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Final

Gold Cup: US can't afford another slow start vs. Guadeloupe

KANSAS CITY, Kan. — For some two-plus years, Bob Bradley’s United States team has been branded slow starters, susceptible to absorbing crippling blows early in games.

Saturday’s 2-1 loss to Panama only added fuel to that fire. For the first time in their history, the US find themselves with a loss in Gold Cup group play, fighting for one of eight spots in the quarterfinals and only one game to earn their place.

And although the Americans are certainly focused on getting off to a good start on Tuesday night against Guadeloupe at Livestrong Sporting Park (9 pm ET, Fox Soccer), goalkeeper Tim Howard said they aren’t necessarily buying into the whole slow starter narrative.

“I think it’s kind of elementary, really,” Howard told reporters on Monday. “Everyone wants to start the game well. It doesn’t always happen. The times we haven’t started well it’s probably easy to compile those and say we don’t always start so well. But we’ve also had more than our fair share of games which we’ve dominated and got up on teams.”

Still, the fact remains that the Panamanians took advantage of a lackadaisical first-half performance from the Americans to build a two-goal lead that was shaky at times but held up over 90 minutes.

And unlike Saturday, the US simply can’t afford to be at anything other than their best for all 90 minutes against a Guadeloupe side that still has an opportunity, though slim, to advance as well. Just one slip up could mean the difference between advancing the next round and answering some very tough questions.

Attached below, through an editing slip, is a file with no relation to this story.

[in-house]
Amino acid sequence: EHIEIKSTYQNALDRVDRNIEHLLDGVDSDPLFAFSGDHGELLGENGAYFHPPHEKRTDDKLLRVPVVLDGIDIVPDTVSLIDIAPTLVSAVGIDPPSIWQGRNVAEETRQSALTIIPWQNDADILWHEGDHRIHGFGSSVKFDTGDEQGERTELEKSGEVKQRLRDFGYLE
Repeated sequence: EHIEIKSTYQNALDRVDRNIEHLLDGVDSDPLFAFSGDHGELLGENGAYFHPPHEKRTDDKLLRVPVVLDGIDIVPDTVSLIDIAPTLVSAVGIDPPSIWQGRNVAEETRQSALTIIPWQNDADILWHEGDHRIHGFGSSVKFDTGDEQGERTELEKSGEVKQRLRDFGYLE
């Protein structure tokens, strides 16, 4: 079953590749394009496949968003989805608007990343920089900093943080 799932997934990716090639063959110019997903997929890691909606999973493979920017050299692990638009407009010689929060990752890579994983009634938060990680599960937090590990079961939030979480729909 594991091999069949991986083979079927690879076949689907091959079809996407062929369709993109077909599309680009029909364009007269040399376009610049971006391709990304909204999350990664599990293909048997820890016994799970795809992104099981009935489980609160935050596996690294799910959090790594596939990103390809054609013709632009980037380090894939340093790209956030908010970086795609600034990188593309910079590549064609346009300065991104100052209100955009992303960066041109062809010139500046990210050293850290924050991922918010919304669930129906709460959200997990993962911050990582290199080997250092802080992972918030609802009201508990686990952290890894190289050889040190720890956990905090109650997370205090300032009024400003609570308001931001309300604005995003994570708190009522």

By and large, there are very few who don’t see the Americans advancing, but it’s a possibility all the same. For Clint Dempsey, that risk removes any doubt that he and his teammates will come out swinging against an opponent that is talented but thus far undisciplined. Right now, it’s all about getting a win and moving on to the knockout rounds.

“[It’s about] motivation,” Dempsey said. “You have to go out there fighting.”

Fortunately, it seems Bradley’s team has saved its best starts for games following debilitating losses. After Spain administered an unceremonious 4-0 beating in the lead-up to the tournament, the US jumped all over Canada in their opening game, cruising to a 2-0 victory.

They’ll try to replicate that against Les Gwada Boys on Tuesday without losing sight of the fact that there still must be some balance between attack and defense, lest they find themselves with another first-half deficit to overcome.

“We can’t open ourselves up too early, go too crazy, because they’re athletic,” captain Carlos Bocanegra said. “They have some guys who in one-on-one situations isolate you and take advantage of it. We have to be smart in how we push the game without spreading ourselves too thin. We’re going to come out with a lot of energy and push the game, but we have to do that in a smart way so that we’re not vulnerable to counterattacks.”

But they certainly aren’t going to hold themselves back when the opportunity presents itself. By just about every definition, this is a game the US should win, and that will be the aim from the opening whistle on.

“It’s just about being confident, playing our football and we know we have to come out and go for the win,” Dempsey said. “We’ll definitely be motivated and only have ourselves to blame if we don’t get the job done.”